Venezuelan Food. If You Think It's Boring, You Haven't Tried King Patacon

Venezuelan Food. If You Think It's Boring, You Haven't Tried King Patacon

The king patacon is bounded by woven, twice-fried plantains.

I've got to admit I was late to the table in the appreciation of Venezuelan food. Compared with other South American cuisines -- fiery-hot Peruvian, beany and fishy Ecuadorian, African-leaning Brazilian, and feral steak Argentine with its Italian notes -- Venezuelan seemed too, uhhhhhh, comfort-foody, too much like the food I was raised on in the American Midwest.

Venezuelan Food. If You Think It's Boring, You Haven't Tried King Patacon

The bill of fare of King Patacon is depicted on the window. (Click on image to read the menu.)

What I was served were basically tea sandwiches made with split arepas standing in for white bread. The stuffings were often mayo-driven, featuring chicken salad, shredded beef, cheese, chorizo, and other ingredients already familiar from the pan-Latin diet, much of which is descended from Spanish cuisine.

Then I stumbled on King Patacon in Corona, Queens. The café's slogan is "Eat Like Royalty." The window was emblazoned with color snapshots of a broader range of Venezuelan antojitos than I'd been familiar with. The front of the house is run by the Dominican proprietor, whose Venezuelan wife cooks in a very orderly kitchen in back, visible from the informal caf&eaacute;, which includes a handful of tables and counter seating that looks out onto an ancient frame pool hall.

From a lush range of choices, I picked the café's namesake, the so-called king patacon. The patacon is a sandwich made with tostones (twice-fried plantains) instead of bread, but the king patacon turns a regular patacon into a monster feed.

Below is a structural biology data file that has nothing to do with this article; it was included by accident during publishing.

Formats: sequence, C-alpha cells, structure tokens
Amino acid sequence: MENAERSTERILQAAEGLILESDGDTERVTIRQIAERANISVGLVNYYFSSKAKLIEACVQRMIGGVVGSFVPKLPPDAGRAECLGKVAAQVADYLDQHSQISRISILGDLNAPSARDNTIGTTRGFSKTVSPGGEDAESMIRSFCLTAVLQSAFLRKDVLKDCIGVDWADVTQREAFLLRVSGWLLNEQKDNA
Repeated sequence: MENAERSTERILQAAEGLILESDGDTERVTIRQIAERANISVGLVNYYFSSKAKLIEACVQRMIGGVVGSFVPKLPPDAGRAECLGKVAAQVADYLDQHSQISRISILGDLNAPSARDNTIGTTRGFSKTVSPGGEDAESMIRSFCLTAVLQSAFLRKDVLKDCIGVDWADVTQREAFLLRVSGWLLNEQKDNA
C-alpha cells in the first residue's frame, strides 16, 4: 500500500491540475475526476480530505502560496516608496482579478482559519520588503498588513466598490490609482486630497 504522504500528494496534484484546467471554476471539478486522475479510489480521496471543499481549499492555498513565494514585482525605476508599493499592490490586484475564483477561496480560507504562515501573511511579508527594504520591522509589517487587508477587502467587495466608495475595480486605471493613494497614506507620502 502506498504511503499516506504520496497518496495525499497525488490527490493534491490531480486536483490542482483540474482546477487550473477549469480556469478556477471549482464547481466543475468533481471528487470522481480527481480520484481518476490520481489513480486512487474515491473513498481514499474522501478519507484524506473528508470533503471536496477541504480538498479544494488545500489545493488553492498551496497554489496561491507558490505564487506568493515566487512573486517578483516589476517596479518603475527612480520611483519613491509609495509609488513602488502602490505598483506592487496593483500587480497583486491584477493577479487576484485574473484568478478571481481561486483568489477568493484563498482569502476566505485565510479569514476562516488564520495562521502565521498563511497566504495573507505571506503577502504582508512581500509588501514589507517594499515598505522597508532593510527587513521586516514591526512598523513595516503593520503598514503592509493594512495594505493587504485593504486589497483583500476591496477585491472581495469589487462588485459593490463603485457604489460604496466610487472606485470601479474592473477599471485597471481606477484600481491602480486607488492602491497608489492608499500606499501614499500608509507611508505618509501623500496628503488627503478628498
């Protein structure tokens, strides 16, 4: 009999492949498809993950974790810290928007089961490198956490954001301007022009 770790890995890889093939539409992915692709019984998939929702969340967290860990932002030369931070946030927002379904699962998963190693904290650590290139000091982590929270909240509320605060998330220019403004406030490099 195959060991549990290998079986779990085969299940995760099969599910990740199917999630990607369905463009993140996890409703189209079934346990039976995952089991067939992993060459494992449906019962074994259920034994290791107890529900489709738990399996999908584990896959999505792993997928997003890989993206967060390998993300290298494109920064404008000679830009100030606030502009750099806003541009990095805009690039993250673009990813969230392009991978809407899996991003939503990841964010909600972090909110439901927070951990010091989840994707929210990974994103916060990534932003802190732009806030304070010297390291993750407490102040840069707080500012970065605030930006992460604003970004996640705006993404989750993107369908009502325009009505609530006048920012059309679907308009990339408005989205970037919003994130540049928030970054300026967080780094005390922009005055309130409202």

Venezuelan Food. If You Think It's Boring, You Haven't Tried King Patacon

It was raining the day I had my first king patacon at King Patacon.

 

Venezuelan Food. If You Think It's Boring, You Haven't Tried King Patacon

A sideways look at a king patacon

The king patacon at King Patacon is made with a gorgeous lattice of woody plantains, top and bottom, delivering a profound crunch. Inside is a trio of pulled meats -- pork, beef, and chicken, with high-quality lettuce and tomato, shreds of yellow rubbery cheese, and an orange dressing that drips all over everything. Plowing your way through one is a messy but delicious pleasure, with sound effects.

The patacon is associated with Maracaibo, a city in northwestern Venezuela just south of the Caribbean on a waterway that connects the Bay of Maracaibo with Lake Maracaibo. It is a center of the country's oil industry, a port historically famous for its sailors and pirates, and the capital of Afro-Venezuelan culture, which the sandwich represents culinarily.

Eat king patacon for lunch and you can skip dinner. The price: $8.50.

King Patacon 42-19 102nd Street Corona, Queens 347-242 2430

Follow us on Twitter if you dare: @ForkintheRoadVV @chantytown [Chantal Martineau] @ldshockey [Lauren Shockey] @robertsietsema [Robert Sietsema]


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